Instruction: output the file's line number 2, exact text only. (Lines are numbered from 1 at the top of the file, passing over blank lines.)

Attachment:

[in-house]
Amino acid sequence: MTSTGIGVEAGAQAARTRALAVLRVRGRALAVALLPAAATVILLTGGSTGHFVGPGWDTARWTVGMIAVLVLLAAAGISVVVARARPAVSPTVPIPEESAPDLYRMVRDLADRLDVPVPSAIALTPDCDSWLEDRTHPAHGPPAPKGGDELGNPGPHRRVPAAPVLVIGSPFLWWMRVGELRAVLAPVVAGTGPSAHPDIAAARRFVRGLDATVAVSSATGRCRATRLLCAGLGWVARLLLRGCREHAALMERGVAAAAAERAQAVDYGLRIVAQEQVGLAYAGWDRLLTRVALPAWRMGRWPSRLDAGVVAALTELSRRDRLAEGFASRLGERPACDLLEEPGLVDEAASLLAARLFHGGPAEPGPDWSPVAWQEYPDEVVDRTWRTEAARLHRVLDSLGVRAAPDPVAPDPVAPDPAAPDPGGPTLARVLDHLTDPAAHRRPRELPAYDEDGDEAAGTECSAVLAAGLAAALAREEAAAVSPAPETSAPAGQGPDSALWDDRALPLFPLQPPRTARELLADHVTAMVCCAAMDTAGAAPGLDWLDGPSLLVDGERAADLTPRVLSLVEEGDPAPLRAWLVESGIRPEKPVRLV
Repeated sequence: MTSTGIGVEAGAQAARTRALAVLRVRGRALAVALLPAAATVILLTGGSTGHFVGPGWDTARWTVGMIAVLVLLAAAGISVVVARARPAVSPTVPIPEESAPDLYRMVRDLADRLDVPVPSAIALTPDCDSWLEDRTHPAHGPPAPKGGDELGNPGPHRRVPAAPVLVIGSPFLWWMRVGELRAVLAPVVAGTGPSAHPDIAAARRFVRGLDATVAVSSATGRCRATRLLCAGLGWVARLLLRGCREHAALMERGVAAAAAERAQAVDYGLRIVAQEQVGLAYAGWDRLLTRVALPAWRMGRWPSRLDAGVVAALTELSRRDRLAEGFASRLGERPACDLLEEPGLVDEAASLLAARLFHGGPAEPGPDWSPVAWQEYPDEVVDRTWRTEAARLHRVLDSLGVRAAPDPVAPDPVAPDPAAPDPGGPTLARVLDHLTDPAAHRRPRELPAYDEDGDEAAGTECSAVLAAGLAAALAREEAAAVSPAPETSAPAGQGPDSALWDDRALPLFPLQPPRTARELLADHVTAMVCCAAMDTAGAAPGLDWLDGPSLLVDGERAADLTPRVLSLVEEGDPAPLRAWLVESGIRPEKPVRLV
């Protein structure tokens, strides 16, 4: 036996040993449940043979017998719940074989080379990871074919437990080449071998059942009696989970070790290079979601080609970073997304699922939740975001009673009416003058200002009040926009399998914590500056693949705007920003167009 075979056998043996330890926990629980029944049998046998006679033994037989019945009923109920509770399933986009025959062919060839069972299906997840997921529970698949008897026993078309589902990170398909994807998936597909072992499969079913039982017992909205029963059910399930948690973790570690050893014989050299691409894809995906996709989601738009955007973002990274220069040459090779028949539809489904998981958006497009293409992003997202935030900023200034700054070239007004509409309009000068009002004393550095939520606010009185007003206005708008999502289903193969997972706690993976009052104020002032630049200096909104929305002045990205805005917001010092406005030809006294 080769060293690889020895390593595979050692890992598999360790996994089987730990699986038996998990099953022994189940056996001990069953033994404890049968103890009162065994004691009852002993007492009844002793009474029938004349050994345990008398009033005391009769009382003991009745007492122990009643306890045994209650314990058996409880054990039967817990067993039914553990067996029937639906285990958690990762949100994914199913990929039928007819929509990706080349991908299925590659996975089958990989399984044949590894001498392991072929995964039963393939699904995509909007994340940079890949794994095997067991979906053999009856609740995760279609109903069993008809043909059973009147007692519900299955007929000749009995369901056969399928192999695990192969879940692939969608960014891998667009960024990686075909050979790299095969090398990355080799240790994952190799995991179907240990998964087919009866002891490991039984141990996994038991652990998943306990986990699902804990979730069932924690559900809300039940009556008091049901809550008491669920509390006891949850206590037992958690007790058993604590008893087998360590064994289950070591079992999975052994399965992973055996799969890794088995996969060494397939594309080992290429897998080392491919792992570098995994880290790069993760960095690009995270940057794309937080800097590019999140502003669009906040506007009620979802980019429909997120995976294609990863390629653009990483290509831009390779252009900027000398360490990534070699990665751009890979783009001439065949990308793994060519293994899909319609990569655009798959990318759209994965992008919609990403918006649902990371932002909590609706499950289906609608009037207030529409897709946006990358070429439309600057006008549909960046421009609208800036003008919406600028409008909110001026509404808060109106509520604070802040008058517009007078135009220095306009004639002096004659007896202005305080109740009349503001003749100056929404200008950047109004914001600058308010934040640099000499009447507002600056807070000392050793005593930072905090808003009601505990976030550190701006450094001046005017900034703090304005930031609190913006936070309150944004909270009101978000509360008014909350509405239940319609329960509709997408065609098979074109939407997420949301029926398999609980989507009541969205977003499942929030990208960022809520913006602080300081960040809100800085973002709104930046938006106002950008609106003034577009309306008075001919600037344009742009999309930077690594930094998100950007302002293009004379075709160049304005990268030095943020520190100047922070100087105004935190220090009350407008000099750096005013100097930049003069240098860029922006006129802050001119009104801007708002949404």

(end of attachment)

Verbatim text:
Amino acid sequence: MTSTGIGVEAGAQAARTRALAVLRVRGRALAVALLPAAATVILLTGGSTGHFVGPGWDTARWTVGMIAVLVLLAAAGISVVVARARPAVSPTVPIPEESAPDLYRMVRDLADRLDVPVPSAIALTPDCDSWLEDRTHPAHGPPAPKGGDELGNPGPHRRVPAAPVLVIGSPFLWWMRVGELRAVLAPVVAGTGPSAHPDIAAARRFVRGLDATVAVSSATGRCRATRLLCAGLGWVARLLLRGCREHAALMERGVAAAAAERAQAVDYGLRIVAQEQVGLAYAGWDRLLTRVALPAWRMGRWPSRLDAGVVAALTELSRRDRLAEGFASRLGERPACDLLEEPGLVDEAASLLAARLFHGGPAEPGPDWSPVAWQEYPDEVVDRTWRTEAARLHRVLDSLGVRAAPDPVAPDPVAPDPAAPDPGGPTLARVLDHLTDPAAHRRPRELPAYDEDGDEAAGTECSAVLAAGLAAALAREEAAAVSPAPETSAPAGQGPDSALWDDRALPLFPLQPPRTARELLADHVTAMVCCAAMDTAGAAPGLDWLDGPSLLVDGERAADLTPRVLSLVEEGDPAPLRAWLVESGIRPEKPVRLV